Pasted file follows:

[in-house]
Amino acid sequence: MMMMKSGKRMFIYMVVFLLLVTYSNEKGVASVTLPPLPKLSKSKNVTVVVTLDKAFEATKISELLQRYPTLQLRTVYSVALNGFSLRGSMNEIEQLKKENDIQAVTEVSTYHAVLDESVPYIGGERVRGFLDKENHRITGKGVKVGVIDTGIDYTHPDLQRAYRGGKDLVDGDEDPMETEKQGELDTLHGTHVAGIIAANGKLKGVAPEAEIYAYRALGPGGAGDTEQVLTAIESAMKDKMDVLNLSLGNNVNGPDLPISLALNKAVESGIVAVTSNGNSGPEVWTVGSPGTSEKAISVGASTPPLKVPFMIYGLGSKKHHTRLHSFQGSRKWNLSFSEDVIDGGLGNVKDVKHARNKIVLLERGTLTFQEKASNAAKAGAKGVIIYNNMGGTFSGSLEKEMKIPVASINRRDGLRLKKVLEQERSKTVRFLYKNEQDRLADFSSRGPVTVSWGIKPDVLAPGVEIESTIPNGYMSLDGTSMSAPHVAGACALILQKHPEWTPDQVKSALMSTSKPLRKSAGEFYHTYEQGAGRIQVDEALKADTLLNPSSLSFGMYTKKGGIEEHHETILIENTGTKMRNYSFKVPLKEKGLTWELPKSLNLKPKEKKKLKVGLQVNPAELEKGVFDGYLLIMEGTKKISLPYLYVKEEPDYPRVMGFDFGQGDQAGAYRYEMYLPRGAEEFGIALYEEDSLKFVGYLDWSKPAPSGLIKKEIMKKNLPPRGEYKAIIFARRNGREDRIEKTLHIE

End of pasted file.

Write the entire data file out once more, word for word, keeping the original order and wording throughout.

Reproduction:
[in-house]
Amino acid sequence: MMMMKSGKRMFIYMVVFLLLVTYSNEKGVASVTLPPLPKLSKSKNVTVVVTLDKAFEATKISELLQRYPTLQLRTVYSVALNGFSLRGSMNEIEQLKKENDIQAVTEVSTYHAVLDESVPYIGGERVRGFLDKENHRITGKGVKVGVIDTGIDYTHPDLQRAYRGGKDLVDGDEDPMETEKQGELDTLHGTHVAGIIAANGKLKGVAPEAEIYAYRALGPGGAGDTEQVLTAIESAMKDKMDVLNLSLGNNVNGPDLPISLALNKAVESGIVAVTSNGNSGPEVWTVGSPGTSEKAISVGASTPPLKVPFMIYGLGSKKHHTRLHSFQGSRKWNLSFSEDVIDGGLGNVKDVKHARNKIVLLERGTLTFQEKASNAAKAGAKGVIIYNNMGGTFSGSLEKEMKIPVASINRRDGLRLKKVLEQERSKTVRFLYKNEQDRLADFSSRGPVTVSWGIKPDVLAPGVEIESTIPNGYMSLDGTSMSAPHVAGACALILQKHPEWTPDQVKSALMSTSKPLRKSAGEFYHTYEQGAGRIQVDEALKADTLLNPSSLSFGMYTKKGGIEEHHETILIENTGTKMRNYSFKVPLKEKGLTWELPKSLNLKPKEKKKLKVGLQVNPAELEKGVFDGYLLIMEGTKKISLPYLYVKEEPDYPRVMGFDFGQGDQAGAYRYEMYLPRGAEEFGIALYEEDSLKFVGYLDWSKPAPSGLIKKEIMKKNLPPRGEYKAIIFARRNGREDRIEKTLHIE